Date of this Version
Viruses 2019, 11, 472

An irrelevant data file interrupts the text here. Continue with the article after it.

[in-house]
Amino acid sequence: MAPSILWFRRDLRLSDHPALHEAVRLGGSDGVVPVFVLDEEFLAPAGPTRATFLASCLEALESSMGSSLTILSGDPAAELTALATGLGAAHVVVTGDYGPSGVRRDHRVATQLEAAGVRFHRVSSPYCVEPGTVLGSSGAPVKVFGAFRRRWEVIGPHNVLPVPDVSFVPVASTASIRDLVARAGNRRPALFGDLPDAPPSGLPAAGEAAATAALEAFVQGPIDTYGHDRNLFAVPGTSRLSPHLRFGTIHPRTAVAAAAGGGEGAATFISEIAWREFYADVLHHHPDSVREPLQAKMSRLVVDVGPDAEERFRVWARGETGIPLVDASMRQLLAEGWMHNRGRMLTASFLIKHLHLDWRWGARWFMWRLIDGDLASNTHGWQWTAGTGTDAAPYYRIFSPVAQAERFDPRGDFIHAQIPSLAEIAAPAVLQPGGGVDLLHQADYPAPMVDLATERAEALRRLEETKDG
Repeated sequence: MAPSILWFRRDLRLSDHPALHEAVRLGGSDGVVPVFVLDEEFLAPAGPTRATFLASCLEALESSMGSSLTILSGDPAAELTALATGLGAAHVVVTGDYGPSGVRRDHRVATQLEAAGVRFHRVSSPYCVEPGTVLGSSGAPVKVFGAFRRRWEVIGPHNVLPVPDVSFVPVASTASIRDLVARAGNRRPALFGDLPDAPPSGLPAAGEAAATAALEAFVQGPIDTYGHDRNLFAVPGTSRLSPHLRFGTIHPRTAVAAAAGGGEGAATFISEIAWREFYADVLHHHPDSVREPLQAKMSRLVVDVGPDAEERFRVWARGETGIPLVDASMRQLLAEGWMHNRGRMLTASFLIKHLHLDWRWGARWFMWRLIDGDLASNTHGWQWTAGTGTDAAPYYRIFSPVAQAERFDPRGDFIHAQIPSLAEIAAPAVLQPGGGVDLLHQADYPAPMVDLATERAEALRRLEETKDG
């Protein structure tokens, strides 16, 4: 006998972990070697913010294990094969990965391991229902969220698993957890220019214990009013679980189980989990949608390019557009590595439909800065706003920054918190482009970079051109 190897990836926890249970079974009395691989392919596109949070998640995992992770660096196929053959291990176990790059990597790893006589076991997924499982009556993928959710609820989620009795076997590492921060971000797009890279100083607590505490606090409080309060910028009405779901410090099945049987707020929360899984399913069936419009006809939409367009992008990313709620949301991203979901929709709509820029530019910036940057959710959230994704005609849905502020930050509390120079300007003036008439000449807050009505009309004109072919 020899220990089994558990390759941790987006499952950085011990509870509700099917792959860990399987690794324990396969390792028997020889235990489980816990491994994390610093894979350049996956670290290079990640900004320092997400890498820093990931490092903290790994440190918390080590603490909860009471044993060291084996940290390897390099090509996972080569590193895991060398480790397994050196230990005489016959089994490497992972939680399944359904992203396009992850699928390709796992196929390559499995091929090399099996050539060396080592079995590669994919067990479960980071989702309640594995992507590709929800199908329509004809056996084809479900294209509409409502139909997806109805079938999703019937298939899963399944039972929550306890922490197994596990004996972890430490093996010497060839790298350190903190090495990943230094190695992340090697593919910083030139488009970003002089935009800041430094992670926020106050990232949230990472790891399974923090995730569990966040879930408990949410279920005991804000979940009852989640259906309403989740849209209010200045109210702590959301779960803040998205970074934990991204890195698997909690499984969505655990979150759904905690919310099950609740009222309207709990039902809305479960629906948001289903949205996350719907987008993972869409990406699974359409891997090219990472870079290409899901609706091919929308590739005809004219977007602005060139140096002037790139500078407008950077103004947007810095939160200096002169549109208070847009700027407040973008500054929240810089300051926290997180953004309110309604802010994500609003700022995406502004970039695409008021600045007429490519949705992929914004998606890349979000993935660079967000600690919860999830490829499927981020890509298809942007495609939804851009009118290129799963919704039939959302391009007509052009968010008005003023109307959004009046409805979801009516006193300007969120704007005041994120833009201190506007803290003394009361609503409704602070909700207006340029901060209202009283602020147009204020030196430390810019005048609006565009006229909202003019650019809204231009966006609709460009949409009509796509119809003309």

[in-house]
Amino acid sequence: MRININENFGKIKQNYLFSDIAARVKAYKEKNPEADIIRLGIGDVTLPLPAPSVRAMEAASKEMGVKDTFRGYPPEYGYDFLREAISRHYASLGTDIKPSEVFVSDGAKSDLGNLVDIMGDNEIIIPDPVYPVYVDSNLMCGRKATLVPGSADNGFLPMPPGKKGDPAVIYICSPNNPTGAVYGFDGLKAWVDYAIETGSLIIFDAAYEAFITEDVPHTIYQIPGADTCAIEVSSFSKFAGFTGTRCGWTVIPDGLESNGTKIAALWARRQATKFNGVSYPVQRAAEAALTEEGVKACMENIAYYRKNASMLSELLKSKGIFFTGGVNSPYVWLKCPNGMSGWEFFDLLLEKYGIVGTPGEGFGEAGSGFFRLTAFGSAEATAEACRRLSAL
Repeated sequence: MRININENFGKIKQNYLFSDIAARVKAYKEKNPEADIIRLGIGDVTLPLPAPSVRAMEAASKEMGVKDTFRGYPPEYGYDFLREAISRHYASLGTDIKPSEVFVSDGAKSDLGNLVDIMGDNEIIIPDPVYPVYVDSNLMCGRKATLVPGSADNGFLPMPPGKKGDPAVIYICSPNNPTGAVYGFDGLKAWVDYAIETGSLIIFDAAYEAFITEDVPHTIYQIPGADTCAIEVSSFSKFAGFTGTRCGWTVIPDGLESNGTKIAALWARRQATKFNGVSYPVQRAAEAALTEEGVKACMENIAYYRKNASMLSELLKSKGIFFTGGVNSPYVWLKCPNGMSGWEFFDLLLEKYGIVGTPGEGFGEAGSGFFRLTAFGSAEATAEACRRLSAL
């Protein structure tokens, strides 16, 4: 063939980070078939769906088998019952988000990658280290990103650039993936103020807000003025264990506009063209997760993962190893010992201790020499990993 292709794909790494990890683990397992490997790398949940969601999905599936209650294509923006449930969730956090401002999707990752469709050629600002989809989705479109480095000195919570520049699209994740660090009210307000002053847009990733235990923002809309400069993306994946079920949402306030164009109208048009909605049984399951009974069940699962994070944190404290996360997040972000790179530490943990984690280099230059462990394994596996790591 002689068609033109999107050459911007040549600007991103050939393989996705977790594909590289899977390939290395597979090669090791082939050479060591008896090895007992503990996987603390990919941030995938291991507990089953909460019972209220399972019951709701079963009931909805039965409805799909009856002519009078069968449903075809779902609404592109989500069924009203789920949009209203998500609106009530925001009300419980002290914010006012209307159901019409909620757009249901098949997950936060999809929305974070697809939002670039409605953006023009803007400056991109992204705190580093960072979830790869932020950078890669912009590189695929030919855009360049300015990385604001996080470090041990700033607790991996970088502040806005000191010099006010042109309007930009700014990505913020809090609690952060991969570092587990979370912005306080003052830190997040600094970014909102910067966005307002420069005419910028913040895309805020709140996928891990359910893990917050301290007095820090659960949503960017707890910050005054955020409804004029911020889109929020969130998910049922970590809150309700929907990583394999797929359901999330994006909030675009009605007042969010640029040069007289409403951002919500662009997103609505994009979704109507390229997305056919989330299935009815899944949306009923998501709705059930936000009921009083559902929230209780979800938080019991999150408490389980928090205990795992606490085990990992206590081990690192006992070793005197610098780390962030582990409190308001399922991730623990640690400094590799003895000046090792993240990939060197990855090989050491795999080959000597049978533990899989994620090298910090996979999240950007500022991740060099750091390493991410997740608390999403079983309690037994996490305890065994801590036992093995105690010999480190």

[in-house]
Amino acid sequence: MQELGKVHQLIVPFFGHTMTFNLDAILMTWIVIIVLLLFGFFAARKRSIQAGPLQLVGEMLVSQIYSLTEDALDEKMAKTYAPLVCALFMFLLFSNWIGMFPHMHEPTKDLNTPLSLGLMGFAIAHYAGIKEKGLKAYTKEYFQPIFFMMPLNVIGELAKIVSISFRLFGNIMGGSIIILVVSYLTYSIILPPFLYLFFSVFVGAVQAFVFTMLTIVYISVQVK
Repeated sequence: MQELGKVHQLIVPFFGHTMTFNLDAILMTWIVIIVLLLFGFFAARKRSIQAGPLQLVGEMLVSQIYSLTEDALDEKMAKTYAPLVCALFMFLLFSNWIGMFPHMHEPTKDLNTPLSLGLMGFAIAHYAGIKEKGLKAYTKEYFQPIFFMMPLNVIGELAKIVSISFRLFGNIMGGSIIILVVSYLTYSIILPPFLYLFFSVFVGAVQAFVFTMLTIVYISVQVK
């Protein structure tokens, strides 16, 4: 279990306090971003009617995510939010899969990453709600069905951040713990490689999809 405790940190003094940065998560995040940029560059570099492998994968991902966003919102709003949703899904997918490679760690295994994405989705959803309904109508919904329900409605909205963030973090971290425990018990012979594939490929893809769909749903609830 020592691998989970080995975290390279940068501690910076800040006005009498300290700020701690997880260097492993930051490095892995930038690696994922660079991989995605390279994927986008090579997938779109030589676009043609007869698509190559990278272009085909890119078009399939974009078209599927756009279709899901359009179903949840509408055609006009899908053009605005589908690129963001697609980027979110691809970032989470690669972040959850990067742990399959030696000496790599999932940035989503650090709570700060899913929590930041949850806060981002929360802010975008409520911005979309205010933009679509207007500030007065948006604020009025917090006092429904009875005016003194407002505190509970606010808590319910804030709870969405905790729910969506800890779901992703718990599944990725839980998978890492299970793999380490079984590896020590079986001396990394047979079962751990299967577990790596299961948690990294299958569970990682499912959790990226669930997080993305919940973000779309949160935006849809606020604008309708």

Wheat streak mosaic virus (WSMV; genus Tritimovirus; family Potyviridae) is an economically important virus infecting wheat in the Great Plains region of the USA. Previously, we reported that the P1 protein of WSMV acts as a viral suppressor of RNA silencing. In this study, we delineated the minimal region of WSMV P1 and examined its mechanisms in suppression of RNA silencing. We found that the 25 N-terminal amino acids are dispensable, while deletion of a single amino acid at the C-terminal region completely abolished the RNA silencing suppression activity of P1. Electrophoretic mobility shift assays with in vitro expressed P1 revealed that the P1 protein formed complexes with green fluorescent protein-derived 180-nt dsRNA and 21 and 24-nt ds-siRNAs, and WSMV coat protein-specific 600-nt dsRNA. These data suggest that the P1 protein of WSMV binds to dsRNAs in a size- and sequence-independent manner. Additionally, in vitro dicing assay with human Dicer revealed that the P1 protein effciently protects dsRNAs from processing by Dicer into siRNAs, by forming complexes with dsRNA. Sequence comparison of P1-like proteins from select potyvirid species revealed that WSMV P1 harbors a glycine-tryptophan (GW) motif at the C-terminal region. Disruption of GW motif in WSMV P1 through W303A mutation resulted in loss of silencing suppression function and pathogenicity enhancement, and abolished WSMV viability. These data suggest that the mechanisms of suppression of RNA silencing of P1 proteins of potyvirid species appear to be broadly conserved in the family Potyviridae.